Ozzy Osbourne - No More Tours, 1992

Maybe No More Tours was just too good a name not to use. Ozzy maintained that his worldwide jaunt in support of 1991’s No More Tears LP would be his last, that the Prince Of Darkness was retiring, that he missed home and wanted to spend more time with his family. Thanks to The Osbournes, we all now know what his family was like, so it’s little surprise that Ozzy was back on the road for the Retirement Sucks! Tour less than three years later.

Judas Priest - Epitaph World Tour, 2012

“We lied.” With this novel admission from Glenn Tipton, the much-publicised Epitaph World Tour was revealed to be not so much the end of Judas Priest as a new beginning. “It’s Richie Faulkner’s fault: let’s blame Richie,” added Rob Halford, referring to the guitarist who replaced founder member KK Downing after his shock departure, just two months prior to the first date of the ’farewell tour’. With this new injection of young blood, the band cranked out a new album, Redeemer Of Souls, and took it on a 129-date world tour; so very much business as usual.

Nine Inch Nails - Wave Goodbye Tour, 2009

Explaining NIN’s poignant 2009 tour title, Trent Reznor announced that “NIN as a touring live band… is stopping.” His explanation was simple, and perhaps a little on the catty side: “I’d never want to be Gene Simmons, an old man who puts on make-up to entertain kids, like a clown going to work… In my paranoia, I fear that if I don’t stop this, it could become that.” However, NIN were back on a massive arena tour in 2013, and Trent has promised that they’ll be back again in 2016. The Demon would be proud.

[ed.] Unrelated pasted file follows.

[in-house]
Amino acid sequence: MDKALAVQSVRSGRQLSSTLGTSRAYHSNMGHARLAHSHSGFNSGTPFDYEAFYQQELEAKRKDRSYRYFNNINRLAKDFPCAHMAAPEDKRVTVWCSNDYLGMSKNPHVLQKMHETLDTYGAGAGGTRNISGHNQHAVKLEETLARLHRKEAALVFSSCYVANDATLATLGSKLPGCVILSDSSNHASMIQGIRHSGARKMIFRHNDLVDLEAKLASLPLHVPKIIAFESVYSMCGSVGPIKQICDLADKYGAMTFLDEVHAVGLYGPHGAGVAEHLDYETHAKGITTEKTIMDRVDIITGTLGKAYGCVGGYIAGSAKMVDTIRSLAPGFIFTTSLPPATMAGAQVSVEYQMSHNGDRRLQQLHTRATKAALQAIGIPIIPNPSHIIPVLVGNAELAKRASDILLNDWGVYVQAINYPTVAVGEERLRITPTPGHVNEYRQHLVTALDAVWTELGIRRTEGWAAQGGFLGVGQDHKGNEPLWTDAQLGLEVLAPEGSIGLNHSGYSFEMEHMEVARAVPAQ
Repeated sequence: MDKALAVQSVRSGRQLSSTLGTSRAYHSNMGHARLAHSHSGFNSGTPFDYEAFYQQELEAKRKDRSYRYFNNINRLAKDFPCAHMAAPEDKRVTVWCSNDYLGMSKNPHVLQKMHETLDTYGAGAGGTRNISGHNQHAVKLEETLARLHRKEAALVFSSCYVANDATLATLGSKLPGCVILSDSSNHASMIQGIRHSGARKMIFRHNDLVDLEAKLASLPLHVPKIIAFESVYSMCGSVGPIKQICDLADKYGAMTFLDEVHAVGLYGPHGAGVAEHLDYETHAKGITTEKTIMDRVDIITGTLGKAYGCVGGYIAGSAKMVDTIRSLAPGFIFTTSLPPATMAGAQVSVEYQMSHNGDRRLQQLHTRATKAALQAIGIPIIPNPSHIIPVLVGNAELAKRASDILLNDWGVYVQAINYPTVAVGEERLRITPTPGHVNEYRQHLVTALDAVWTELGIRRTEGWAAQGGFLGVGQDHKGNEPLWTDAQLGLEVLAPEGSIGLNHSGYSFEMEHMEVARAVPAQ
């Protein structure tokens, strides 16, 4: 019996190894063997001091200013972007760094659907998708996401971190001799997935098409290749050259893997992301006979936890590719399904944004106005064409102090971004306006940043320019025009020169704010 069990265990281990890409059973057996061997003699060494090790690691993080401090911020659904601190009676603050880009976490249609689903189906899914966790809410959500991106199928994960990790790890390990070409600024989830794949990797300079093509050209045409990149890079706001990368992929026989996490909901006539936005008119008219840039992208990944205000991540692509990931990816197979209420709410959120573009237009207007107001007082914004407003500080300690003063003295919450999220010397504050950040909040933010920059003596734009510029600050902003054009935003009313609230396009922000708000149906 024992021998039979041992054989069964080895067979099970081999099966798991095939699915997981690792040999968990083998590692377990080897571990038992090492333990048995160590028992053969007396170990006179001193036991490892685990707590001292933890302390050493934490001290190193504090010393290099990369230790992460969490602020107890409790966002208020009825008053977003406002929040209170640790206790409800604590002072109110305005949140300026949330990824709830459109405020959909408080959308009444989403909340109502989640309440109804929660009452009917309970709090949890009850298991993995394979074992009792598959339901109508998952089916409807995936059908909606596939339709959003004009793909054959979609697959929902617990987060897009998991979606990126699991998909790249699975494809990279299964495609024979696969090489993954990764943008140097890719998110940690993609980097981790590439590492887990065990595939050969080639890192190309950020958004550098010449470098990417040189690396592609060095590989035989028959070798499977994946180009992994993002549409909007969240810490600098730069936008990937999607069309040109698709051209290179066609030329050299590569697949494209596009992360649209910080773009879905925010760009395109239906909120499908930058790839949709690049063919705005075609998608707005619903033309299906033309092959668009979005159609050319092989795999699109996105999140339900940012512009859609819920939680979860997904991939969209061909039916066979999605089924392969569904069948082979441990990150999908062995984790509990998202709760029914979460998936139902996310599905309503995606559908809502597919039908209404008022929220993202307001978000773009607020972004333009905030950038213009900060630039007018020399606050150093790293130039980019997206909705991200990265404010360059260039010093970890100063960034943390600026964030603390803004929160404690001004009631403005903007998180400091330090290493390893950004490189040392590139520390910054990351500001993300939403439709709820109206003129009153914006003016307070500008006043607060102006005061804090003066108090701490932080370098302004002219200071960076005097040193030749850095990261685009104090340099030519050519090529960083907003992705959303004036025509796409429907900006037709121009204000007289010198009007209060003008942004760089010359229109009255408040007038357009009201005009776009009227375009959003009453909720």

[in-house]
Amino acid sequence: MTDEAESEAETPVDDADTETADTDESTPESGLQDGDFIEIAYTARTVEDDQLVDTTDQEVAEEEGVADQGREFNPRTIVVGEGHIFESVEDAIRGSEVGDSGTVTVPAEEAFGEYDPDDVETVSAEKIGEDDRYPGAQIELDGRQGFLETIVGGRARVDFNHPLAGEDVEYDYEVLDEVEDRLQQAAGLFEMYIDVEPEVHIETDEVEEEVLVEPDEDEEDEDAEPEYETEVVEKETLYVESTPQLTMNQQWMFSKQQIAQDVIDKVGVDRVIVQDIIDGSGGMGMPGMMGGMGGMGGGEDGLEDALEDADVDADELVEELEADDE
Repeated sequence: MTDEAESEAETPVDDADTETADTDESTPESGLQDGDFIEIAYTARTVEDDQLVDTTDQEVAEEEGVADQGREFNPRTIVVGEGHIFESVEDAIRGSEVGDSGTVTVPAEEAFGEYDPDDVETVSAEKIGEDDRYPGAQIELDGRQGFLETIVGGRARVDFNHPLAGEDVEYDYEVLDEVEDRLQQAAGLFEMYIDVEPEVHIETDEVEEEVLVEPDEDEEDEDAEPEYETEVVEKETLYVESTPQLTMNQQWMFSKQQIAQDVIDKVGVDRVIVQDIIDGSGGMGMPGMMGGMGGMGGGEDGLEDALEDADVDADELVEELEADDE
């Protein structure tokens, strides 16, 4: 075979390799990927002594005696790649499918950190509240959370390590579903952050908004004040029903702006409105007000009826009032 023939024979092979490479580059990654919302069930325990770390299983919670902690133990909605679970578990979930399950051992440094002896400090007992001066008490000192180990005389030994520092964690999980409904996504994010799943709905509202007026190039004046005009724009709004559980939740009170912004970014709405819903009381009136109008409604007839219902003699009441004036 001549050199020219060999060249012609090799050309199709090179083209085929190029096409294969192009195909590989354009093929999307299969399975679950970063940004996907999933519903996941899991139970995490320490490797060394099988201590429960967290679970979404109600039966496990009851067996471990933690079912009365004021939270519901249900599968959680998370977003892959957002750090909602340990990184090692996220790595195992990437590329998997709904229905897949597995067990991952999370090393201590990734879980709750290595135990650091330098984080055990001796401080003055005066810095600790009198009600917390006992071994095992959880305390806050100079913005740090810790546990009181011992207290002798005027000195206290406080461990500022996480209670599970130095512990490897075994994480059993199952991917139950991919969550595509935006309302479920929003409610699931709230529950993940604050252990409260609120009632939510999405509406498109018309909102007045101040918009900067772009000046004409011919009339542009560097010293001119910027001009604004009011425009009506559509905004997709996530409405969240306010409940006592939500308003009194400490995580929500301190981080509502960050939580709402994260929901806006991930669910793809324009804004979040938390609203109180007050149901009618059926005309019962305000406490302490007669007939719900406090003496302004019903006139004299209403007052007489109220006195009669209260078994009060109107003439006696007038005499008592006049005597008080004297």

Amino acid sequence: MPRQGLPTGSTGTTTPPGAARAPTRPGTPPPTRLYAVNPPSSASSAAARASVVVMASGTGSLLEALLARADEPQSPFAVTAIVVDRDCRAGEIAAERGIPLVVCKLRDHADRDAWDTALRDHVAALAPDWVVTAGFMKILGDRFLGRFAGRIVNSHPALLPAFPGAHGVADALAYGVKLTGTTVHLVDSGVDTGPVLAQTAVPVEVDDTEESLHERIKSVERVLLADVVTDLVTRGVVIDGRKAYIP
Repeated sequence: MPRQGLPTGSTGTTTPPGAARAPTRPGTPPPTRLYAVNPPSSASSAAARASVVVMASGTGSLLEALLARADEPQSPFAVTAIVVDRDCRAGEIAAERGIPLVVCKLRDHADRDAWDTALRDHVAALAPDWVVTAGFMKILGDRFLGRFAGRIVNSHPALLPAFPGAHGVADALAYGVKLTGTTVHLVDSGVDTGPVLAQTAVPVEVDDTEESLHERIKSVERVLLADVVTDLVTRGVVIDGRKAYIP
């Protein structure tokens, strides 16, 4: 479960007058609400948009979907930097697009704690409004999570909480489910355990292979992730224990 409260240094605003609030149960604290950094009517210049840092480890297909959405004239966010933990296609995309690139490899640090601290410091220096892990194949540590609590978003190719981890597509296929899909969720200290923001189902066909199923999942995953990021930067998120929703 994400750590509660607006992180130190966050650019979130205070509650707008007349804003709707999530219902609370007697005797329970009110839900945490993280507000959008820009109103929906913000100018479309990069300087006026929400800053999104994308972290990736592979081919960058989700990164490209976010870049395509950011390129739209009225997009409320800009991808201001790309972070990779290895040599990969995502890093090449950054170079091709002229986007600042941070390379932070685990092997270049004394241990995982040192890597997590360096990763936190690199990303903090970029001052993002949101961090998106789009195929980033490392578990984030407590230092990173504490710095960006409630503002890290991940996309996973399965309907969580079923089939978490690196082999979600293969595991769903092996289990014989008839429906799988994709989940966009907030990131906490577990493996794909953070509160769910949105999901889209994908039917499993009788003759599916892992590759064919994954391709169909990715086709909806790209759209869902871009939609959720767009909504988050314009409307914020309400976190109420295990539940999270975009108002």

Arcturus - The Last Show Ever, 2007

In Melbourne in 2007, frontman ICS Vortex declared “Welcome to the last Arcturus show ever.” In 2015 he admitted to Metal Hammer that when he made that announcement he thought: “Ooh, that’s a lie!” The members of the post-black metal supergroup were busy with bands like Dimmu Borgir and Mayhem and family commitments, and the singer summed up the band’s attitude as “Why the fuck shouldn’t we jump on the ‘we’re splitting up’ bandwagon and see what happens?” What happened was, “an alien” told them that 2011 was Arcturus’ lucky number, so four years later they were back onstage…

Black Sabbath - The Last Supper, 2000

“The invitations are sealed. The table is set. The event of the millennium is being staged once and for all - The Last Supper of Black Sabbath.” So ran the portentous announcement on the band’s website in March 1999. Ozzy had already changed his mind about retiring four years earlier, so this vaguely-worded news raised many suspicious eyebrows. The tour proved historic enough - it was the last to feature Bill Ward on drums - but Ozzy, Tony and Geezer are currently continuing on The End Tour until February 2017.

Black Sabbath – the final interview